When they had prayed, the place where they were assembled was shaken, and they were all filled with the Holy Spirit and began to speak God’s message with boldness. Acts 4:31 (HCSB)
If you check out the website of the US Geological Survey, you will find a FAQ button, and then you will find a button indicating COMMON MYTHS ABOUT EARTHQUAKES. The myths are interesting, and I have heard many of them myself, especially recently.
For instance, some people claim that they can predict earthquakes—but there is no scientific evidence for this. Then there is the myth that California is one day going to fall into the ocean. I know some people who think that would be a good thing—but it’s not going to happen.
The most popular myth that I hear today is that the number and severity of earthquakes are increasing. This is only a perception because we have better information now than previously.
“In 1931, there were about 350 stations operating in the world; today, there are more than 4,000 stations and the data now comes in rapidly from these stations by telex, computer and satellite. This increase in the number of stations and the more timely receipt of data has allowed us and other seismological centers to locate many small earthquakes which were undetected in earlier years, and we are able to locate earthquakes more rapidly.” http://earthquake.usgs.gov/learning/faq.php?categoryID=6&faqID=110
About 15 years ago, I personally experienced a small earthquake. From that experience I can say without fear of contradiction that if you are ever in an earthquake, you’ll never forget it.
Even more unforgettable than a physical earthquake is when God shakes his people. He shook the church house in Acts 4—a sign of answered prayer and a sign of the awesome presence of God upon their lives and ministries.
If you are ever in a churchquake, you’ll never forget it. God’s presence is palpable. God’s blessings are abundant. God’s people are bold. Those outside of Christ are attracted to the preaching of the gospel. Carnal Christians give up their sin. Casual Christians get plugged in to the mission of the church.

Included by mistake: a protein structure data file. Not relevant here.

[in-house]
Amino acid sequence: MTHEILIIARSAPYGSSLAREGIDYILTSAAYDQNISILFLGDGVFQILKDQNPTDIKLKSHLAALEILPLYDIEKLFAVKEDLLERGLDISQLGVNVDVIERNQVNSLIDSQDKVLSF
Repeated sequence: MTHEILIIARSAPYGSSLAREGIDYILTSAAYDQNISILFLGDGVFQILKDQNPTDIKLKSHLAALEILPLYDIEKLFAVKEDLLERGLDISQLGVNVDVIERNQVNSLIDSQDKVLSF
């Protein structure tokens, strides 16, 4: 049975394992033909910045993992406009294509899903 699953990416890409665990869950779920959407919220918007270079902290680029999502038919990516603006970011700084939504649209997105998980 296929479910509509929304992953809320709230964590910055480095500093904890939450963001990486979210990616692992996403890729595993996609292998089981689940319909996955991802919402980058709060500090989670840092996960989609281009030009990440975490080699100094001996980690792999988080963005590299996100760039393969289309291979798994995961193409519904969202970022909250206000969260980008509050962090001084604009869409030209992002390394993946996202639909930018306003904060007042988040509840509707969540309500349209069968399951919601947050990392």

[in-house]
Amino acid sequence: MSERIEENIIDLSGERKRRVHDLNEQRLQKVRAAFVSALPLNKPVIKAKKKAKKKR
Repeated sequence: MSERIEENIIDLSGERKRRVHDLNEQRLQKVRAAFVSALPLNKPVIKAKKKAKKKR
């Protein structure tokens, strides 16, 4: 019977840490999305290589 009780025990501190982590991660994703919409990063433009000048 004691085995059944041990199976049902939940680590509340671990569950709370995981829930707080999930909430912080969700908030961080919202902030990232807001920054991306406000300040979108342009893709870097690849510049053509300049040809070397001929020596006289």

The believers In Acts 4 were described as having “boldness.” That word is synonymous with “assurance” or “conviction.” It is not arrogant presumption. Boldness is Spirit-energized confidence that comes from personal experience.
We need more positive Christians.
A young boy said to his dad, “I think I flunked my history exam today.”
The dad said, “Son, that’s negative thinking. You should be more positive.”
The boy answered, “OK, Dad, I’m positive I flunked my history exam today!”
Boldness comes from the Spirit of Christ. Twice in this passage we are told they were filled with the Holy Spirit.
It is interesting to me that the focus of the Spirit’s ministry in the Book of Acts is not to make Christians feel good but to empower us for ministry and evangelism. Christians sometimes try to turn spiritual gifts into play toys and pacifiers to make them feel better. It seems to me that the dynamite of the gospel requires the dynamic of Spirit-filled believers who share lives worth living and then live lives worth sharing. The Holy Spirit’s presence in our lives authenticates our witness.
God-rocked churches are composed of men and women who have what the country preacher described as a “case of the ‘can’t help its.’” We see that in Simon Peter and John’s words after they were commanded by the authorities to cease sharing the gospel. “But Peter and John answered them, ‘Whether it’s right in the sight of God [for us] to listen to you rather than to God, you decide; for we are unable to stop speaking about what we have seen and heard.’” [Acts 4:19-20]
One wag described some churches when he said that they were “a bunch of mild-mannered preachers telling mild-mannered people how to be more mild-mannered.” These God-rocked believers in Acts were anything but mild-mannered. They were not ill-mannered; they were persuasive and bold.
The text says that “when they had prayed, the place where they were assembled was shaken.” “When they had prayed.” Not “when they had complained to the authorities about the mistreatment they were receiving.” Not “when they had a protest rally to call for civil disobedience and political action.” God rocked this little band of believers after they had prayed.
They didn’t say prayers—they prayed. They didn’t read prayers—they prayed. They didn’t quote prayers—they prayed. They stood before the Supreme Court of the universe and told the judge of all creation that they needed His help to do His work in His way. A sympathetic Savior heard such selfless praying and answered with a churchquake resulting in supernaturally empowered testimony and the conversion of multitudes.
Many Christians have never experienced a churchquake— a spiritual shaking that transforms the church from top to bottom. Perhaps if we had a few more “knee parties” rather than “Tea parties,” we might just find what we’re searching for.
E. M. Bounds said, “You can do more than pray after you have prayed, but you cannot do more than pray until you have prayed.”
Let us pray until God rocks our lives, our families, our churches, and our society. Societal and cultural transformation is not a consequence of an election; it is the direct result of God-rocked churches motivating God-rocked Christians to live Spirit-driven lives.
(copyright 2010, Alan Day)
Alan Day (1948-2011): Dr. R. Alan Day was pastor of First Baptist Church, Edmond, for 25 years. He also previously pastored churches in Mississippi, Texas, and Louisiana. A prolific writer, Day is the author of two books, Lordship . . . What Does It Mean? and Family First, and a contributing author for Baptist Theologians. He served the Baptist Messenger as a columnist for several years, writing a weekly Baptist Doctrine series from 1999-2002, then an “I’m Glad You Asked” column in 2005.
Alan Day tragically passed away in February 2011 following a motorcycle accident.